Human Colors


There is only one species of Man on Earth: Homo sapiens. Anthropologists and biologists place all races in existence today as a single species, which points to the fact that the differences  between human races are not really all that great.

As a matter of fact, compared with many other mammalian species, humans are genetically far less diverse; a counterintuitive finding, given our large population and worldwide distribution. For example, the subspecies of the chimpanzee that lives just in central Africa, Pan troglodytes troglodytes, has higher levels of diversity than do humans globally. Moreover, the genetic differentiation between the western (P.t. verus) and central (P.t. troglodytes) subspecies of chimpanzees is much greater than that between human populations. It is interesting to note that “differences” within human groups are just as pronounced as the differences among the groups themselves. Negroid people range in color from black to light yellowishbrown; Mongoloid people range from yellow, to white, to bronze-brown; Caucasoids range from pink (as in England) to dark brown (as in Southern India).

 As a matter of fact, early studies of human diversity showed that most genetic diversity was found between individuals rather than between populations or continents, and that variation in human diversity is best described by geographic gradients, or clines.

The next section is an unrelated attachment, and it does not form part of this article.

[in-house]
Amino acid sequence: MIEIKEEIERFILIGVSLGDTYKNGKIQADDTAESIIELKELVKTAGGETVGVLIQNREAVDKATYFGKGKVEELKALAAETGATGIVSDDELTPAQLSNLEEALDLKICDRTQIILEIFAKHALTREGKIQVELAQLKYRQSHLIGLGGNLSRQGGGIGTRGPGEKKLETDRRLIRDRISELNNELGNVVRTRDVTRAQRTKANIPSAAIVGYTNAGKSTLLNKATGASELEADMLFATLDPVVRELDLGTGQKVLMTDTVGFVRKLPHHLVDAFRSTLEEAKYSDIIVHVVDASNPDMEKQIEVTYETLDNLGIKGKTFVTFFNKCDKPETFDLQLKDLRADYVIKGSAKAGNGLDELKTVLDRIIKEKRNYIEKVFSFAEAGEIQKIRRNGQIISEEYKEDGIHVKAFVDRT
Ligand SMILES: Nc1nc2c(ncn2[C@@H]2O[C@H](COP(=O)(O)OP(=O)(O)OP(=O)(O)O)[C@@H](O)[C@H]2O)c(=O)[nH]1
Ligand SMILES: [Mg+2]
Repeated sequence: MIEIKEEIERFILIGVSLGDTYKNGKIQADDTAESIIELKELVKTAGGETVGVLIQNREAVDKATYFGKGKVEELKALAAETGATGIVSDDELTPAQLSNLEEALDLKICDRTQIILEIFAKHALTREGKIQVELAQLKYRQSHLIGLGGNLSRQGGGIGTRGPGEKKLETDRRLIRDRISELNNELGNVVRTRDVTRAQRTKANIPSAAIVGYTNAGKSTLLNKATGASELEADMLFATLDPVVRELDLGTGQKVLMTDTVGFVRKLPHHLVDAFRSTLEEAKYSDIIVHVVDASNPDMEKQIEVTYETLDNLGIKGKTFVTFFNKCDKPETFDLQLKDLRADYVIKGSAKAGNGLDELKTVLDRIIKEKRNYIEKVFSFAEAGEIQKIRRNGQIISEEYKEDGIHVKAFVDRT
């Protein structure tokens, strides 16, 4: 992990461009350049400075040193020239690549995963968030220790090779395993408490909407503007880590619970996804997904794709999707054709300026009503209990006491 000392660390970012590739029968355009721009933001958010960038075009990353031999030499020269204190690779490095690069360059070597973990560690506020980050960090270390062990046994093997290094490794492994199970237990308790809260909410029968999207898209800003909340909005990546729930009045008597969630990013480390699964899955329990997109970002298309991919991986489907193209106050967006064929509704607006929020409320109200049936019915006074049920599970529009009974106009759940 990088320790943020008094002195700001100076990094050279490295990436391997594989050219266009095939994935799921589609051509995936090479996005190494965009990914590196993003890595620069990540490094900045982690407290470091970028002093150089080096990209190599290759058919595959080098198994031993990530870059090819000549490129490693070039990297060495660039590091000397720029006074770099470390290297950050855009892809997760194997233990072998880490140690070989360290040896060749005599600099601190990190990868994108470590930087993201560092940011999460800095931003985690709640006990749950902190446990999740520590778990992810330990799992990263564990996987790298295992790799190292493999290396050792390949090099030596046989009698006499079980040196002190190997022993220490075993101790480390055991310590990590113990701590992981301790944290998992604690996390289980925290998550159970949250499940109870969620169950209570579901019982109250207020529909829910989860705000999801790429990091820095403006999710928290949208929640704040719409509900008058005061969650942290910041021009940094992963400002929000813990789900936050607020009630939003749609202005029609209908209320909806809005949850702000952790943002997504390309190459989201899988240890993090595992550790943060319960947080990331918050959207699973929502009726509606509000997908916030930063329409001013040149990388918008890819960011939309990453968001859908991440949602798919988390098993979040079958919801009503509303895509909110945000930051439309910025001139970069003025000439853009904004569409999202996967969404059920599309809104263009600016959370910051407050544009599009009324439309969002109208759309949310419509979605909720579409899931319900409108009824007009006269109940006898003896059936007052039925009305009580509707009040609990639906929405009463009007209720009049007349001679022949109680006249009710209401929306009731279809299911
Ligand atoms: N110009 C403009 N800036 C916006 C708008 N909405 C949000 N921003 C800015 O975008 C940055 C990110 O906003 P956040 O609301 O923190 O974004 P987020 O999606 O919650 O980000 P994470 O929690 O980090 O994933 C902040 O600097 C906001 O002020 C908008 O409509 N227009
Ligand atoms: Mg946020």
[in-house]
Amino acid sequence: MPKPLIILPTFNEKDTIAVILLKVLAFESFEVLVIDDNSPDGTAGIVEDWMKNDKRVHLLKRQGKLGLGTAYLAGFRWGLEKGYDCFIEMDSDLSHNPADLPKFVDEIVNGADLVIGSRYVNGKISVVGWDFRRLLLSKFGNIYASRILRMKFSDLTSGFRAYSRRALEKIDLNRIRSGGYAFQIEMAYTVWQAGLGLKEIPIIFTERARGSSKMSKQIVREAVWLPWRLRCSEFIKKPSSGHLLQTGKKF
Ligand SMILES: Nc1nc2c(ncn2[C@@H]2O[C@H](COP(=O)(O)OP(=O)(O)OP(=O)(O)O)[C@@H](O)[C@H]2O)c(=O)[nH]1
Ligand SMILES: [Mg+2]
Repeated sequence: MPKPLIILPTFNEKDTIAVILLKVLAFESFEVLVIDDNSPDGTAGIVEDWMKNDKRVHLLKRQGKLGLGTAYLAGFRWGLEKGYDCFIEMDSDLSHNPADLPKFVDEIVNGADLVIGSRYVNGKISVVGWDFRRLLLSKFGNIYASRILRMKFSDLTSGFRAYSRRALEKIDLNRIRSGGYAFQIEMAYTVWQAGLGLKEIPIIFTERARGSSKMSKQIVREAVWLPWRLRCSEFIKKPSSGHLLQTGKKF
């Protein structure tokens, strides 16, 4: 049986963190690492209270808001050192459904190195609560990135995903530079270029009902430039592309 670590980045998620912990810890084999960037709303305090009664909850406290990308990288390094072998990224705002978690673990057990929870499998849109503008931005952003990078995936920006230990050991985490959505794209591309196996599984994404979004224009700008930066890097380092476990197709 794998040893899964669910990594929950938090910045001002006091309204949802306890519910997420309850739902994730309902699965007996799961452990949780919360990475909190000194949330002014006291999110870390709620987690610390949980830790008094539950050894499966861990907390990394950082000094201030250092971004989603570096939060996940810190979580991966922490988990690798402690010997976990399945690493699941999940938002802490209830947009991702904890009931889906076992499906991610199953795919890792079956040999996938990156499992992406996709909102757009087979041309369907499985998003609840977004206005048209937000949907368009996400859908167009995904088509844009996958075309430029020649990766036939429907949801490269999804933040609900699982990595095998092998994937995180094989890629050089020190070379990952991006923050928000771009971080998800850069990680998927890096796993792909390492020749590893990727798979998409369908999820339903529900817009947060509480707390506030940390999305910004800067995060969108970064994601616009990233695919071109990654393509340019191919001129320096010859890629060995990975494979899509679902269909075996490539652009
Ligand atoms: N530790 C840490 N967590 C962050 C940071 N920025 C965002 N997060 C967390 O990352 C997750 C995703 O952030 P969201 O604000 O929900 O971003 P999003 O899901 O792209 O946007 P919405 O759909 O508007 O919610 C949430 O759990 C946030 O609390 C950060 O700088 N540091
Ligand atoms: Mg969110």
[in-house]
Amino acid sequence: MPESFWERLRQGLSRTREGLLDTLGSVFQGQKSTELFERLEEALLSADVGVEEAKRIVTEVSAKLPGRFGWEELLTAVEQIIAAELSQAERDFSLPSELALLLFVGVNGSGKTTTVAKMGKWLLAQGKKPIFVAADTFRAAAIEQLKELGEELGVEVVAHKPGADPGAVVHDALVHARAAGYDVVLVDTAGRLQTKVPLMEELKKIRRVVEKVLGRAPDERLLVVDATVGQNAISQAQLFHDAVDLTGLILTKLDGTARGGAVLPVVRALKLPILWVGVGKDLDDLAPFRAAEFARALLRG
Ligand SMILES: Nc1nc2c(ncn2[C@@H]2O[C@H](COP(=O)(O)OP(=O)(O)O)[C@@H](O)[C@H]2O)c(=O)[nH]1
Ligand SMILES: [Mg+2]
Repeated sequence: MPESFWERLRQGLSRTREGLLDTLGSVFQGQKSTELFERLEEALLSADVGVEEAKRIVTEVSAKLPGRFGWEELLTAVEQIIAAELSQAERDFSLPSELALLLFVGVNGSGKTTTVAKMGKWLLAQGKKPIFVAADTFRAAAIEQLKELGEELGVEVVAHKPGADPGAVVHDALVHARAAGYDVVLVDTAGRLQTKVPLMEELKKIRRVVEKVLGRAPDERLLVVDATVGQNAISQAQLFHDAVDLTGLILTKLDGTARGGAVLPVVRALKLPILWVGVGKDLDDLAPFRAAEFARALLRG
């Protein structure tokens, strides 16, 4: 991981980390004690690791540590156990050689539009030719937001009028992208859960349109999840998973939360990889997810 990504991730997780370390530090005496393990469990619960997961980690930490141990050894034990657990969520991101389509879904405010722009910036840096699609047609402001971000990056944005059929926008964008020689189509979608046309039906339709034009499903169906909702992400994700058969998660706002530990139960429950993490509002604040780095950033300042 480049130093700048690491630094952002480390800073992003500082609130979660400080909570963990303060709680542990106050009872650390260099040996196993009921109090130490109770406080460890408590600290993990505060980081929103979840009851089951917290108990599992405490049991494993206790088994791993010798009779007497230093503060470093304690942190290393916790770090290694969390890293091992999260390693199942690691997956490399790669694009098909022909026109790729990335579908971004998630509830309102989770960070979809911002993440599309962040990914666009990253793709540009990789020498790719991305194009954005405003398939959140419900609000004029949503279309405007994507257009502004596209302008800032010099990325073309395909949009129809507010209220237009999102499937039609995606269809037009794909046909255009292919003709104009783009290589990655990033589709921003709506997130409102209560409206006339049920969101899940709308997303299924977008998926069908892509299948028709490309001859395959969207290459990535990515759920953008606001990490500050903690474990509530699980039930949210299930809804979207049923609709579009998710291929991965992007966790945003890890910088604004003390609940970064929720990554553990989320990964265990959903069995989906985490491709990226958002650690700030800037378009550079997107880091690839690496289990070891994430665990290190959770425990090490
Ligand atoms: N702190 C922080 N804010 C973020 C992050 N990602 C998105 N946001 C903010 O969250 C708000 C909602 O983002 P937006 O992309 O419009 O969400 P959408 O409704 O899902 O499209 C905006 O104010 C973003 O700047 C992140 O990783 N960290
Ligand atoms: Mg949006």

A wide-ranging study published in 2004 found that 87.6% of the total modern human genetic diversity is accounted for by the differences between individuals, and only 9.2% between continents. In general, 5%–15% of genetic variation occurs between large groups living in different continents, with the remaining majority of the variation occurring within such groups.

These results show that when individuals are sampled from around the globe, the pattern seen is not a matter of discrete clusters, but rather gradients in genetic variation that extend over the entire world. Therefore, there is no reason to assume that major genetic discontinuities exist between peoples on different continents or “races”.

As a matter of fact, skin color, to which most people refer when they speak of a “race” of  people, is due to the brown pigment in the skin known as melanin. Melanin does far more than simply provide the body with pigmentation; its most important role is protecting the body by absorbing ultraviolet (UV) radiation from sunlight, which can damage the skin and produce skin cancer if not filtered out by the melanin.

The more melanin a person has, the darker the skin will be as an adult; conversely, the less melanin in the skin, the lighter the skin will be as an adult. A person whose skin possesses no melanin is referred to as an albino, and cannot produce body pigment. Such a person’s pinkish-white color is due to blood vessels showing through the colorless skin.

The claim that there are many different skin colors in the world is thus not altogether accurate. There is only one coloring agent for the human race; the shade of color simply depends upon how much melanin is present.

*Published in PSC Newsletter2nd School Semester 2012/2013 issue.


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